Adobe Swiftly Patches Critical Zero-Day Flash Bug
As promised, Adobe has patched a zero-day vulnerability in Flash Player that criminals were already exploiting with malicious Word and Excel documents.
The new version with the fixed bug, Flash Player 10.2.159.1, was released for Windows, Mac OS X, Linux and Solaris on April 15. This update was Adobe's second emergency patch in less than a month.
Adobe acknowledged the latest security flaw in Flash Player on April 11 (security advisory CVE-2011-0611) and promised an emergency update to fix the flaw. Until the flaw was fixed, users were encouraged to disable Flash entirely.
Google rolled out the patch a day earlier for its Google Chrome browser through the Web browser's auto-update mechanism. Adobe and Google have a code-sharing partnership, where the Chrome team receives updated builds of Flash Player for integration and testing as soon as they are available. Since Adobe has a longer testing cycle, testing against more than 60 supported configurations of Windows, Mac OS X, Linux, Solaris and Android, it usually makes its patch available later than Google, which only has to test against Chrome, an Adobe spokesperson told eWEEK.
The Chrome update also fixed three critical vulnerabilities that could have allowed attackers to escape Chrome's sandbox and execute on the system.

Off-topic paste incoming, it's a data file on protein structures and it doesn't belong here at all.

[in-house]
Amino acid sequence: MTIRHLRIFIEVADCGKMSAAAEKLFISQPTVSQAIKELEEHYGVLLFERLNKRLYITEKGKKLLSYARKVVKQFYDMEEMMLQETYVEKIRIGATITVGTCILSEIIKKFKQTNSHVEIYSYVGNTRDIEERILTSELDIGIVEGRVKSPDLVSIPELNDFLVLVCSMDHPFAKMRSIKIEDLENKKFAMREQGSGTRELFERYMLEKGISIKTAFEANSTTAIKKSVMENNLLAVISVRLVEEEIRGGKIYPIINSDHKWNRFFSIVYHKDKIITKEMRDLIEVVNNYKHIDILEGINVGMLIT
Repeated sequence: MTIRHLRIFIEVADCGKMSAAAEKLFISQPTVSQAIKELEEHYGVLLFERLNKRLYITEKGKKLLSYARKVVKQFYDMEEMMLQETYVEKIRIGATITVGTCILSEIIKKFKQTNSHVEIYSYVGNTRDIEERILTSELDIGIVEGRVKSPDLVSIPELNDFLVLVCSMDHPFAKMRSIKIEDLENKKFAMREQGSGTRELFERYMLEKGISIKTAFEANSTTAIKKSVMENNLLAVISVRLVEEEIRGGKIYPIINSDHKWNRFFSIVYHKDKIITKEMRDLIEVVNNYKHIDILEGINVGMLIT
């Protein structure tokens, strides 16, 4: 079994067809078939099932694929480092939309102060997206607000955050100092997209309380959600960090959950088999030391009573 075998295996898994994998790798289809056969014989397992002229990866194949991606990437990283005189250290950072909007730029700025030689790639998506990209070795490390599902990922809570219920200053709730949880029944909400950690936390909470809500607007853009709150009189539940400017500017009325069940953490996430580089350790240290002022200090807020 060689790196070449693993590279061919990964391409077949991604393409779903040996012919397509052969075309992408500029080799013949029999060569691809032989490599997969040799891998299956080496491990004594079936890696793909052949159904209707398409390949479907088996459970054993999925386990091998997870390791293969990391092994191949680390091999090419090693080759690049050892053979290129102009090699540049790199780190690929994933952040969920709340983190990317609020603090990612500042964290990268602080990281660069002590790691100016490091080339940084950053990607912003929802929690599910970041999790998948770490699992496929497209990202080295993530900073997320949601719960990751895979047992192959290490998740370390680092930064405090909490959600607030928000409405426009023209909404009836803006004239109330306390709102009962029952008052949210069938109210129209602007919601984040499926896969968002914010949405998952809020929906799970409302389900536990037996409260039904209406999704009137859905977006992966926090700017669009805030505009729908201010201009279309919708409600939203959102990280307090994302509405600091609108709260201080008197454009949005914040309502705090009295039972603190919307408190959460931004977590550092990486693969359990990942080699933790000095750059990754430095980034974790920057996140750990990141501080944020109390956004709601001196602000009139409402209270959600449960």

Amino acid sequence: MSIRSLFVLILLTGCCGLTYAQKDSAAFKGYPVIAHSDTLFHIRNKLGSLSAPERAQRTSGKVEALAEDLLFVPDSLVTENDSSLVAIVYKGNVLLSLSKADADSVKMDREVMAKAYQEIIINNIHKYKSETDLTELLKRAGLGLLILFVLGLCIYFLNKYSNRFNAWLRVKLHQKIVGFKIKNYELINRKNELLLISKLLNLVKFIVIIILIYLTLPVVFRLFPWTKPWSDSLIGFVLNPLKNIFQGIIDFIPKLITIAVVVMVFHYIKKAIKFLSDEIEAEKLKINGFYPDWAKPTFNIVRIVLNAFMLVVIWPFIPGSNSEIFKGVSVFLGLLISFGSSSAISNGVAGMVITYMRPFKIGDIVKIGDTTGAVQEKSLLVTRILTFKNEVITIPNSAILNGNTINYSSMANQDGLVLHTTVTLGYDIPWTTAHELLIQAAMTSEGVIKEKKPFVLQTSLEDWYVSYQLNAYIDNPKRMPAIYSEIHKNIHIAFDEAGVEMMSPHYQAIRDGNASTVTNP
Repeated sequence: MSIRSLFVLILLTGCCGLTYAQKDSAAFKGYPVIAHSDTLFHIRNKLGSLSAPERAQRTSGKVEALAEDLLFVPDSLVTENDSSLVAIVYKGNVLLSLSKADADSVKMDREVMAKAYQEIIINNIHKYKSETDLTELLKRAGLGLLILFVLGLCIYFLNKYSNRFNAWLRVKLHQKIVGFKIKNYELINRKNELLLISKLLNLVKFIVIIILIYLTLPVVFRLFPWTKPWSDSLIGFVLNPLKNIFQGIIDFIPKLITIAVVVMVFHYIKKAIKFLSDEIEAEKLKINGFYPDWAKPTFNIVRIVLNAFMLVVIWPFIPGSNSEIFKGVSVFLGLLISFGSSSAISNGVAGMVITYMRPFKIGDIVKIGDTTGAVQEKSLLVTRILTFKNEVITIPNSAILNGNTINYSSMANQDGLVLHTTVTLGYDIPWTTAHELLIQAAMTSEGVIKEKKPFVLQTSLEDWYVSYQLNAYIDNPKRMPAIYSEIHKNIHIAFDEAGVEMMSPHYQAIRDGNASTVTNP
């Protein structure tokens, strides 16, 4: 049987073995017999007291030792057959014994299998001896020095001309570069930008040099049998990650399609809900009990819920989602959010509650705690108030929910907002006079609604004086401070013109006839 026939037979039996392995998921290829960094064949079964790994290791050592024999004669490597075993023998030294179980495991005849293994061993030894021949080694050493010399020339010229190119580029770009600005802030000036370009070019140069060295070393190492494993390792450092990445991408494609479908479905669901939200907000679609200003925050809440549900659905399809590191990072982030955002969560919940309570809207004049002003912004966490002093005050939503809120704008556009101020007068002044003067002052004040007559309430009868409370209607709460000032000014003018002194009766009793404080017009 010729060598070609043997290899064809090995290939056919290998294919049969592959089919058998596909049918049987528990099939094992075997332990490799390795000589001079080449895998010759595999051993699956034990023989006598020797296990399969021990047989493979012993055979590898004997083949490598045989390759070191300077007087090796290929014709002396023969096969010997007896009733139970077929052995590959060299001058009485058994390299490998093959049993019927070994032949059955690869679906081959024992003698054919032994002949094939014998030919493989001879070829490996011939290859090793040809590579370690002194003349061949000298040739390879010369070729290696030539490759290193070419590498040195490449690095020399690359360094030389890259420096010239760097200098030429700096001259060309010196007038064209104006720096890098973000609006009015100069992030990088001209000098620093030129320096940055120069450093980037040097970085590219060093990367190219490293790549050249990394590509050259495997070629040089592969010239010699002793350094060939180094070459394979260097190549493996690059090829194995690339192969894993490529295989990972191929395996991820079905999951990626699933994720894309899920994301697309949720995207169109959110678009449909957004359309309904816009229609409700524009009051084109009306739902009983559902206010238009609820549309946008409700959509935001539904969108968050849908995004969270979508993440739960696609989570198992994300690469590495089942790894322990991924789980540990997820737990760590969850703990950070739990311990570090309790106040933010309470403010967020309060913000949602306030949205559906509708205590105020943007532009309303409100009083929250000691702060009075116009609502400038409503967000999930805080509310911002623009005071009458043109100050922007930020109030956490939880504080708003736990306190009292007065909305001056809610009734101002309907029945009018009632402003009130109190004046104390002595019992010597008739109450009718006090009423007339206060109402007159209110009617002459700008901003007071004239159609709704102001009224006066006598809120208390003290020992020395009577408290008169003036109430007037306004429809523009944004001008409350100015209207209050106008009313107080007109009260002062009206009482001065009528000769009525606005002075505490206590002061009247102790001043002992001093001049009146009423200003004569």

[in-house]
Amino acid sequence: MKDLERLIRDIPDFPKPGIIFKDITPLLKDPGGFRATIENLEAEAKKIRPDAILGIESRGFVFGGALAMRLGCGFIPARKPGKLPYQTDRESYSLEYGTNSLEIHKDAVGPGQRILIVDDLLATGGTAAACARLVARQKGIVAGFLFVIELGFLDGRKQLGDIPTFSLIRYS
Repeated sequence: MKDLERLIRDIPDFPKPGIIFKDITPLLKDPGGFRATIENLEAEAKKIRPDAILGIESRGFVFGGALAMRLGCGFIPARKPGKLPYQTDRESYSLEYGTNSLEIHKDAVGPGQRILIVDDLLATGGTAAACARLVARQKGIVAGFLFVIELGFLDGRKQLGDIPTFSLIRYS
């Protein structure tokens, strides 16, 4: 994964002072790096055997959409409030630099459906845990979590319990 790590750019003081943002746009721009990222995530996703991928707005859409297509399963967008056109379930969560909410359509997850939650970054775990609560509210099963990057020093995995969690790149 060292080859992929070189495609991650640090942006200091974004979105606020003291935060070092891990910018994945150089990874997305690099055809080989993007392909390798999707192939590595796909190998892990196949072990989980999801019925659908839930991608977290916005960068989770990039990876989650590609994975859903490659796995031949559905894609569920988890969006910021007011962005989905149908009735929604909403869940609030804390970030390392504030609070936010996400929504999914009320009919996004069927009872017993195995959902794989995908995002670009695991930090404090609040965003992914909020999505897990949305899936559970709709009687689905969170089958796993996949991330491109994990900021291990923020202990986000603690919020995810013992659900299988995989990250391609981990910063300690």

Adobe also issued a patch for Adobe AIR for Windows, Mac OS X and Linux.
Android users will have to wait until the week of April 25, Adobe said. The patches for Adobe Reader X for Macs and all Adobe Reader 9 versions and Acrobat X are expected the same week. The Flash vulnerability exists in Reader and Acrobat because both programs can execute Flash content embedded in PDF files. Adobe said Reader X for Windows can trap and stop the exploit from executing because of its sandbox technology. For this reason, Adobe Reader X for Windows will not be updated until June.
Adobe Reader 9 users can immediately upgrade to Adobe Reader X, downgrade to Reader 8.x as the vulnerability does not exist in that version, or not open any PDF files at all until the fix is ready.
Although the initial advisory warned that attackers were using malicious Word documents, malformed Excel files were later detected exploiting the latest flaw, according to Mila Parkour, the independent security researcher, who reported the bug. Attackers had also used rogue Excel spreadsheets to exploit a different Flash zero-day vulnerability, which Adobe had patched in March.
RSA Security had been compromised by a phishing email with an attachment that turned out to be a rogue Excel spreadsheet with malicious Flash code.
The malicious attachments masqueraded as files containing information on China's antitrust laws or a purported Japanese nuclear weapons program. Other detected samples posed as corporate reorganization plans or company contact lists.
As an attack, it is "obfuscated to a large degree and is also technically interesting in nature," Secunia's research team wrote on its blog.
The attachments, when executed, downloaded malware onto the victim's computer. The malware would communicate with a remote server, which Parkour said was registered in China.